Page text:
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My 5-year-old's behavior is changing

By Debra Collins, Family therapist

Question:

Since starting full-day kindergarten, my 5-year-old has had a complete change in her behavior! She was a child I would brag about how blessed I was that she was so easygoing and laid back. I never had to raise my voice or ask her to do something more than once or twice. Well now she is a kid on the edge! She uses words like stupid, dumb, damn, idiot and is more aggressive and full of anger it seems at times. I am at a loss as to why, except for the obvious. I know she is still adjusting to the full-day schedule and I have made some changes in my work. I used to run a full-day, in-home daycare program that she was in with our friend of three years. (You could say they were like siblings.) Now he no longer attends and my daughter only sees the children that are still in care two days a week just two hours each day. I know these are all big changes for a 5-year-old. I guess I just want someone to tell me this is all normal and not to worry. I also want some advice how to discipline as I've never really had to.

Answer:

Yes, it is normal for children to have an adjustment period transitioning from preschool to kindergarten. As a daycare provider, you have undoubtedly witnessed this yourself. In fact, you may have soothed other mothers regarding this issue, but it is different when it is your child. You forget and worry. I'm not clear if you are still running your daycare from home or not. But, even if you have reduced your hours, it would be understandable that your daughter would be angry that her friends get to stay with you and she doesn't.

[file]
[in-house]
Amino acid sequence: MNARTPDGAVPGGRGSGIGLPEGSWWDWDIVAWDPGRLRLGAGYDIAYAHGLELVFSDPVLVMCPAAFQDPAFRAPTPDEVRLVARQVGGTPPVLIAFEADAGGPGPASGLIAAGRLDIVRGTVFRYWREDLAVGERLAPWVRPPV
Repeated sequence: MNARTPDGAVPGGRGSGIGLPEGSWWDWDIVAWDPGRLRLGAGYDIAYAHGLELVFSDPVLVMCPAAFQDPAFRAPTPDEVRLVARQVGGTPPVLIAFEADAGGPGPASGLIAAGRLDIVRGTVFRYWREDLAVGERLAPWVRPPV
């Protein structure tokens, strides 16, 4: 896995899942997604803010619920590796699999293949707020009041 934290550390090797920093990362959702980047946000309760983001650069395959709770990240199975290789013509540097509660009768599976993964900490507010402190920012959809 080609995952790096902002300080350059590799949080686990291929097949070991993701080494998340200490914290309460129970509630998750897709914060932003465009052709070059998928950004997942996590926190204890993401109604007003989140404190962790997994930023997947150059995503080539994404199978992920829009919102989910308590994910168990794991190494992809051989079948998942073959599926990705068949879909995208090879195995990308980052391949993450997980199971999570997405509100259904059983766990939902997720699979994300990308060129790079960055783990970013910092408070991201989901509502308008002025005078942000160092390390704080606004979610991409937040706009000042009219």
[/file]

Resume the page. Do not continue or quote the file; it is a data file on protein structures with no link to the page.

Her new vocabulary is certainly a concern. Talk with her teacher to find out how your daughter expresses herself during the school day, and how she is handling the use of inappropriate language and behavior in the classroom. Set limits with your daughter's use of "damn," "idiot" and so forth. You may want to encourage her to express her anger more appropriately. Storybooks are great at this age to launch a discussion about feelings and you can use the story to give examples of what behaviors or solutions you do or don't like. Try Mean Soup by Betsy Everitt for expressing anger, and Wemberly Worried by Kevin Henkes and The Kissing Hand by Audrey Penn for school anxiety.

In regards to your discipline question, I imagine you have been disciplining her since she was testing her independence at age 2 or 3. Clearly she knows your limits, and that is why she usually does what she is told the first time. So, although your parenting skills may need to grow and change as she does, give yourself credit for what has worked for you in the past. For additional parenting resources try books by: Adele Faber and Elaine Mazlish; Jane Nelsen and Lynn Lott; and Lawrence E. Shapiro, PH.D.

A reader recently wrote in with this comment about the article: